Walt Disney (NYSE: DIS ) is the world's largest media conglomerate, with many of the world's most recognizable brands and characters. But as the single-largest media conglomerate, there are many smaller parts of Disney that fly under investor's radars. Lost among all of the Pixar movie magic and Marvel superhero box office dominance are three aspects of Disney that often go overlooked.
Leader in online streaming video
Many readers at least have a passing familiarity with Hulu, the online video service that does for streaming TV shows what Netflix did for streaming movies. But did you know that Hulu is jointly owned by Twenty-First Century Fox (NASDAQ: FOX ) , Comcast (NASDAQ: CMCSA ) , and Disney?
In 2009, Disney and its now joint-venture partners each took an equity stake in the fledgling video content site -- enhancing Hulu's video-content library greatly in the process. Hulu has grown up a lot since it began in early 2007 as a tiny video aggregator site.
So, in 2010, Hulu explored the possibility of an initial public offering. And in 2011, the company was in talks to be acquired. No such deal ever materialized, though. Instead of exploring additional options to divest the company, Disney decided in October 2012 to actually increase its interest in Hulu from 29% to its current 32% ownership position.
Another overlooked aspect involving Hulu is that the service has actually gone international. Launched in September 2011, Hulu Japan is a leading video-streaming site in Japan. Subscribers of Hulu Japan can get caught up on episodes of AMC's The Walking Dead, checkout multiple seasons of various CBS procedural dramas, or watch Marvel's Iron Man movie. And of course there is also a very large library of homegrown TV and movie content from Japan, as well as content from the UK, China, South Korea, Taiwan, and Hong Kong.
Future Chinese tourist destination
You of course know of Disney World in Florida and Disneyland in California, but did you know that Disney is currently building a resort in China's most populous city? Shanghai, the financial and cultural center of China and home to more than 23 million people, is also the future home to the Shanghai Disney Resort. Being constructed about 18 miles from the People's Square, Shanghai Disney Resort will be the fourth Disney resort complex outside of the United States and the first in Mainland China.
When completed, Shanghai Disney Resort will be nearly twice as large as Tokyo Disney Resort and more than three times larger than Hong Kong Disneyland. This resort-theme-park complex with its Disney-owned hotel, retail, dining, and entertainment establishments will also be in the enviable position of having approximately 330 million Chinese people living within a three-hour drive or train ride of the park.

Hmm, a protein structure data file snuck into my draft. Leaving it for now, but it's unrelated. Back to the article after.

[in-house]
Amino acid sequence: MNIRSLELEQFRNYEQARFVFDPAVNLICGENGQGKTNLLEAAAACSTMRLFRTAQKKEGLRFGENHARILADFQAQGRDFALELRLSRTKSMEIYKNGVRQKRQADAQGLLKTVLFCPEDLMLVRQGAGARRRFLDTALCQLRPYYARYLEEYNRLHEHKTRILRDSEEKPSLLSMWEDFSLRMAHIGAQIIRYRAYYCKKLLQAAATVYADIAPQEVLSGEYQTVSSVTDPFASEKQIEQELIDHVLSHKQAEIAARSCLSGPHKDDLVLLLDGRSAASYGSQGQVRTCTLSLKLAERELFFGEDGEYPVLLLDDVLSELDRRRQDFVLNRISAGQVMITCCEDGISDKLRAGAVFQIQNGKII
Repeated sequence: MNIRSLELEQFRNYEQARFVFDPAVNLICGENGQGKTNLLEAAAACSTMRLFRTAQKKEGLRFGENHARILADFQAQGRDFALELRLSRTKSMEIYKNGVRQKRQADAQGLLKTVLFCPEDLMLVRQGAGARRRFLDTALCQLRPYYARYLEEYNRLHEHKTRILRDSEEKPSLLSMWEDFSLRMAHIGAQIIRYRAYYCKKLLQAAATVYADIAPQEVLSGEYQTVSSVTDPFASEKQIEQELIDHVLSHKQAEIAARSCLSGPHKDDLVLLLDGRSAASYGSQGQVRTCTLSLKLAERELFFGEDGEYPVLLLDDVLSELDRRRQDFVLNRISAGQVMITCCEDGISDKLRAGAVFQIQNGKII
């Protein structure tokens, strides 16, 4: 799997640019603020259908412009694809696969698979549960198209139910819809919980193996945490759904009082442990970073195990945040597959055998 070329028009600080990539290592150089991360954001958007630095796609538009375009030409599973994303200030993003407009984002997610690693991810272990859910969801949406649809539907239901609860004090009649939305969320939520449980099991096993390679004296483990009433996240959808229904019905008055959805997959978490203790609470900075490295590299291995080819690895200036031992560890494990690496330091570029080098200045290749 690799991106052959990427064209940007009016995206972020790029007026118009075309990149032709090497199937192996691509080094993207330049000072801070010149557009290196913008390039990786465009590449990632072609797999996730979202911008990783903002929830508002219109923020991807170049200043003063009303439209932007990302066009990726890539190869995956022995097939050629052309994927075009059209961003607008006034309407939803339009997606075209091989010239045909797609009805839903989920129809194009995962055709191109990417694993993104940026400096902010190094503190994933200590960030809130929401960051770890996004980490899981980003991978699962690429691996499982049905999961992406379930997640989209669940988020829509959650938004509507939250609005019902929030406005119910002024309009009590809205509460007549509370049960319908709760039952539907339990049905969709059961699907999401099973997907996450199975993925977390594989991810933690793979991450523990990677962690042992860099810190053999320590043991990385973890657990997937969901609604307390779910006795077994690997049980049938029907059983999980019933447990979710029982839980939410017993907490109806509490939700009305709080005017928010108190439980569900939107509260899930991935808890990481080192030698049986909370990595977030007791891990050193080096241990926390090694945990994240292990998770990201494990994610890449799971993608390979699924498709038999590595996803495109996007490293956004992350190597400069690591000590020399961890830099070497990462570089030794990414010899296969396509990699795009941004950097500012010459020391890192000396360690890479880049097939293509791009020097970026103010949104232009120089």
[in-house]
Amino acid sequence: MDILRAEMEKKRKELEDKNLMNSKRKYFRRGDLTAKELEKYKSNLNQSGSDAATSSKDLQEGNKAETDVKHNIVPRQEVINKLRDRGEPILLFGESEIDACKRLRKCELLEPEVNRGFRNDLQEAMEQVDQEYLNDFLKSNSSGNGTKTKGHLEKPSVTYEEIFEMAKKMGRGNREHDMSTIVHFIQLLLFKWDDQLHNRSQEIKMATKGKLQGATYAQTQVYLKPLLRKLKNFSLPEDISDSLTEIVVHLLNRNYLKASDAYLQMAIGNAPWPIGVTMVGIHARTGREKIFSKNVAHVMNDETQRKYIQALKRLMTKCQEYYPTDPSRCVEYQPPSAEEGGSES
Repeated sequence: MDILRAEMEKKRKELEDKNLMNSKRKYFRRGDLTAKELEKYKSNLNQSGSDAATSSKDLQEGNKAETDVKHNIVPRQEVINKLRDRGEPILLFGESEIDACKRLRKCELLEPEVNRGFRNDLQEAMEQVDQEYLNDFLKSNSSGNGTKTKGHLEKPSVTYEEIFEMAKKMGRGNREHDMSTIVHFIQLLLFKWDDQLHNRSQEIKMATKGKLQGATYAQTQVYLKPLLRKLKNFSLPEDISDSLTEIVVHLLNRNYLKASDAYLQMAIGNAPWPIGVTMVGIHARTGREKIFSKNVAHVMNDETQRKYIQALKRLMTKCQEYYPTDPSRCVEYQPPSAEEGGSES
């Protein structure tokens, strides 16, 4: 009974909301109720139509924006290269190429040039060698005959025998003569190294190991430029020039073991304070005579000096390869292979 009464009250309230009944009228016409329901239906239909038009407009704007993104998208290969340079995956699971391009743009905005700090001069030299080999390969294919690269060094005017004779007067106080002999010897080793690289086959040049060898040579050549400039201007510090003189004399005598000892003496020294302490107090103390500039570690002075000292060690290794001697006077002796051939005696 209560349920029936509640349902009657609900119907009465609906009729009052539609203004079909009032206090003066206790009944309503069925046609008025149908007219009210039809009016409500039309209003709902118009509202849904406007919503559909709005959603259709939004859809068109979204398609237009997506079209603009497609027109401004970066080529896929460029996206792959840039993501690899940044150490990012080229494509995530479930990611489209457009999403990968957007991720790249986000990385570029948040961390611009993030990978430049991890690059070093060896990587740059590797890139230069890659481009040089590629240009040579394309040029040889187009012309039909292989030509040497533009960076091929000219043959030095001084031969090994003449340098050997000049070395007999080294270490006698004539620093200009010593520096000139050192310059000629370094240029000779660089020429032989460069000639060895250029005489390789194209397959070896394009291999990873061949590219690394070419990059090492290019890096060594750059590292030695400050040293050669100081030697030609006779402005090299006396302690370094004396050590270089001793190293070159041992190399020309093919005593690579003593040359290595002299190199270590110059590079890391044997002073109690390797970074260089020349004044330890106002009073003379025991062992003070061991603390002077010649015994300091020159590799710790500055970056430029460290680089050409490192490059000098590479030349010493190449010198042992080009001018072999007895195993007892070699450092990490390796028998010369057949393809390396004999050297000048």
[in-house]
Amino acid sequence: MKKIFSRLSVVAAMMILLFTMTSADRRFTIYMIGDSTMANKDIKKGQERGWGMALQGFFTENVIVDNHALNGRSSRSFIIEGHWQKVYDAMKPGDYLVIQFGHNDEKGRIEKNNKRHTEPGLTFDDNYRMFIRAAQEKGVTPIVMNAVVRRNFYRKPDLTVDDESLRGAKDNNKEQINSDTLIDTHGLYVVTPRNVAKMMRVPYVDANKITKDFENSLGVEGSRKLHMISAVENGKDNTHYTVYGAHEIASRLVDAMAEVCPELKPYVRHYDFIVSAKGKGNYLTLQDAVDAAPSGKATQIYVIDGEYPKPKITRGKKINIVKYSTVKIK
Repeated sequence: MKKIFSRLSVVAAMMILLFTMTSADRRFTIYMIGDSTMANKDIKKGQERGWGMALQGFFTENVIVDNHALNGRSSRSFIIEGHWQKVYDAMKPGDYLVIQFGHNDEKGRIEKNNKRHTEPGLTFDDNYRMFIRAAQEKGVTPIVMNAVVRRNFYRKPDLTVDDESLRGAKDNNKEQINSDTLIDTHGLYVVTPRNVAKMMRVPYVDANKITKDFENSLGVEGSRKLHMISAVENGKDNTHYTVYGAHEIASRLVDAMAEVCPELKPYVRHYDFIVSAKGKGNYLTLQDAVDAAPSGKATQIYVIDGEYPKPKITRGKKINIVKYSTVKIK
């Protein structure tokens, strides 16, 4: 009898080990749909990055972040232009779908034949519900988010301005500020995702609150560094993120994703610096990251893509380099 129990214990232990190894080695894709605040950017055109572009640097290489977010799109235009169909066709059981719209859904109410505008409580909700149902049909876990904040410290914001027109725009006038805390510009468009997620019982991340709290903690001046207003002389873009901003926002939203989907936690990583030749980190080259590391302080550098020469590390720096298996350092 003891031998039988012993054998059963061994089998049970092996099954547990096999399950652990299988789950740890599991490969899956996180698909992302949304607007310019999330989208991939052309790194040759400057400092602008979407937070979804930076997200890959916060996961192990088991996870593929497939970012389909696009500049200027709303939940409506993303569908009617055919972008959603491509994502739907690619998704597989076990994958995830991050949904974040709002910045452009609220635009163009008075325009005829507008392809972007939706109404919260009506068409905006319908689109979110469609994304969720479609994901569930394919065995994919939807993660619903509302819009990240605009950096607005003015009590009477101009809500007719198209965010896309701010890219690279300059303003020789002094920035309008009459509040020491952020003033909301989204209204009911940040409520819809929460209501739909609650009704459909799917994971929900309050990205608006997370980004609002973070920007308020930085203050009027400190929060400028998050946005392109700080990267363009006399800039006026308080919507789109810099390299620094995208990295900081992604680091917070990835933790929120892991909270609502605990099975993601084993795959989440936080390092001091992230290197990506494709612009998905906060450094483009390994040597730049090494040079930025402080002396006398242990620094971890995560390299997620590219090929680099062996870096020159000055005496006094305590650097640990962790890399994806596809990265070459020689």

Disney's parks and resorts is the company's second-largest business segment, and made up 30.5% of company revenue in 2012. Shanghai Disney Resort should provide a nice boost to future earnings when the park opens its doors by the end of 2015.
Importance of India
Continuing with the Asia-related trivia: did you know that India is very quickly becoming an extremely important country for Disney? With one-seventh of the entire world's population, it should not be too surprising that Disney -- or any multinational company for that matter -- would make India an area of focus. But what might be surprising is the extent to which Disney has decided to focus its attention on India.
Of the Disney Channel's 155 million non-U.S. cable subscribers in 167 countries and territories, 10.1 million alone are located in India as of September 2012. Today, India is the fourth-largest international market for the Disney Channel and is continuing to grow quickly. Impressive, but in India it is local content that is the key to the Indian consumer.
So in 2006, Disney acquired Hungama, a leading children's channel in India. That same year, Disney also took an equity stake in UTV Software Communications, one of the largest media companies in India. Both purchases worked out so well that Disney decided to purchase the entirety of UTV in 2012, which included live-action Indian movies and TV production, animation production, satellite TV broadcast, video game development, and various online media properties (to name only a few of UTV's business operations).
Today the Indian media market is still in relative infancy, but Disney's future in India is looking bright, with locally produced Indian movies as well as TV content such as the Disney Channel Hindi-language sitcom Best of Luck Nikki (an Indian adaptation of the U.S. Disney Channel's Good Luck Charlie).
Foolish bottom line
Often with big conglomerates like Disney, the smaller parts of the company can go overlooked by investors. But it is the smaller parts today that could be the large revenue drivers of the future. A leading streaming service in the U.S. and Japan, a tourist destination being constructed in Mainland China, and a growing media empire in India; these three certainly fit the bill as parts of Disney to be keeping an eye on in the future.
Can Disney take over your living room?
Television, as we know it, is on the verge of a transformation. The companies that prevail in this epic disruption could go on to earn their shareholders untold sums of money. And the companies that lose could very well end up in bankruptcy court within a matter of years. With this in mind, our top technology analysts created a groundbreaking free report that sorts out the likely winners from the losers. In doing so, they reveal the handful of companies that are best positioned to make their shareholders exceptionally rich over the next few decades. To download this invaluable free report before the rest of the market catches on, simply click here now.